Sony's NGP is officially named PlayStation Vita -- and will have 3G service from AT&T
Sony on Monday night offered more details on the successor to the PlayStation Portable video game system, which was code-named the NGP but will now be called PlayStation Vita.
The Vita -- vita being the Latin word for life -- will feature a 5-inch touch screen on the front of the unit and a touch pad on the rear as well, for controlling games using hand gestures. Two cameras, one on the front and one out back, will also be included in the Vita, allowing for photos as well as augmented reality gaming.
For gamers looking forward to a more traditional way to play, two analog joysticks and standard PlayStation controller buttons remain on the face of the device, to the left and right of the Vita's screen.
Sony's Jack Tretton, who heads the PlayStation business in North America, and other officials at the Japanese tech titan were on hand at the Los Angeles Memorial Coliseum on Monday night for the Vita's unveiling as a part of the E3 convention, which is taking place this week.
The Times' Alex Pham was also there, covering the event for our sister blog Company Town, and noted that Sony started its show by acknowledging and apologizing for the attacks from hackers that began in April and led to the disabling of the PlayStation Network.
But while the thousands in attendance as the Sony E3 event on Monday might have welcomed the news of the Vita's impending arrival, a bit of a backlash also came when the company announced the exclusive carrier for a 3G version of the new handheld device.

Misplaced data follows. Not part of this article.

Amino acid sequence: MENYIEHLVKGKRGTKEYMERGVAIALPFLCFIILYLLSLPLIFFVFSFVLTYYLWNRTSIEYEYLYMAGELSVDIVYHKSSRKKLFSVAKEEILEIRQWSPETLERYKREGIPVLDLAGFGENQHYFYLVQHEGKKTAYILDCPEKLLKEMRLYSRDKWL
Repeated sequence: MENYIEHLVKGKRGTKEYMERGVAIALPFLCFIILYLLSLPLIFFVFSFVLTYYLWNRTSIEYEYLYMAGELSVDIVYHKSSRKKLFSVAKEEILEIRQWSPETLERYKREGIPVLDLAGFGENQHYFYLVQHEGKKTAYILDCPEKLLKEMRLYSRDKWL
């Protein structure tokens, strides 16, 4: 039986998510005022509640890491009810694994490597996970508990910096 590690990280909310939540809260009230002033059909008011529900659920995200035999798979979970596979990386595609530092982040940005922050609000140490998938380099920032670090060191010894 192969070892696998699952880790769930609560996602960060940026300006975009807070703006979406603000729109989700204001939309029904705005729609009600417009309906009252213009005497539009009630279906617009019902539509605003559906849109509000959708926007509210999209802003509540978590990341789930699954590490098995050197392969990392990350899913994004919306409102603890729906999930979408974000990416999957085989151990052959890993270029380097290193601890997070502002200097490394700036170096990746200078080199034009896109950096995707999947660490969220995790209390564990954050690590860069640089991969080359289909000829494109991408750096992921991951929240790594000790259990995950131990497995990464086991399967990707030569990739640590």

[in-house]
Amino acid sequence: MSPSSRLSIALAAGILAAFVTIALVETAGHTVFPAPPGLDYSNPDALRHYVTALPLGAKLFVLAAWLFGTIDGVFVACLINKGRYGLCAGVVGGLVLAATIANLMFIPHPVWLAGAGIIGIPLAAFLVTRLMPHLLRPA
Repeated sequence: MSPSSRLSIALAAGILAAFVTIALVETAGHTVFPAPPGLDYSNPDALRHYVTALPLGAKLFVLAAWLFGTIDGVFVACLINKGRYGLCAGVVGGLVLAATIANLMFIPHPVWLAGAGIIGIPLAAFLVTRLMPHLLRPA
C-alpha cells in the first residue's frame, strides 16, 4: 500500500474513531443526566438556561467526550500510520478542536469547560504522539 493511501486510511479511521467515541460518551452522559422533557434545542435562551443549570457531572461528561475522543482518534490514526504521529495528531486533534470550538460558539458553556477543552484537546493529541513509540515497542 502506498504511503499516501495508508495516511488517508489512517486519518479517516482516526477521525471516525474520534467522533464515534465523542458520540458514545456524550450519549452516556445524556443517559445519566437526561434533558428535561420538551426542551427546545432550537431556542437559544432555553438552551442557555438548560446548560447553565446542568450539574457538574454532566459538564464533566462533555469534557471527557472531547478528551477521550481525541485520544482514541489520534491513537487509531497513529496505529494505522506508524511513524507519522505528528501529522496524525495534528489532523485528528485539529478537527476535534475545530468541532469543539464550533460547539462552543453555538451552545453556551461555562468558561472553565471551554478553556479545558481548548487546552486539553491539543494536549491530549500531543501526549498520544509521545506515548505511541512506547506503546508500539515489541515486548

From Pham's report:
Although Sony may have been able to sidestep the PSN-outage land mine, it inadvertently tripped a different bomb when it announced the service provider for the Vita. Loud boos from the audience greeted the news that Sony had selected AT&T as the device's exclusive carrier, lighting up a tinderbox of consumer resentment and frustration with the cellphone service.
Despite the sour note, Sony moved on to present a rash of game titles for the new console, which has 80 games in development from numerous developers, including Capcom, Sega, Electronic Arts, Ubisoft Entertainment and THQ.
The Vita will hit stores this holiday season for $249 in its Wi-Fi-only flavor, and $299 for the 3G/Wi-Fi model from AT&T.
For more on what games, new hardware and more details on PlayStation Network troubles, check out Pham's Company Town report.
-- Nathan Olivarez-Giles
Photo: (Top) Kazuo Hirai, executive deputy president of Sony and president and CEO of Sony Computer Entertainment, introduces the PlayStation Vita during a news conference at the E3 in Los Angeles on Monday, June 6, 2011. Credit: Jonathan Alcorn/Bloomberg
Images: (Middle and bottom) Sony PlayStation Vita. Credit: Sony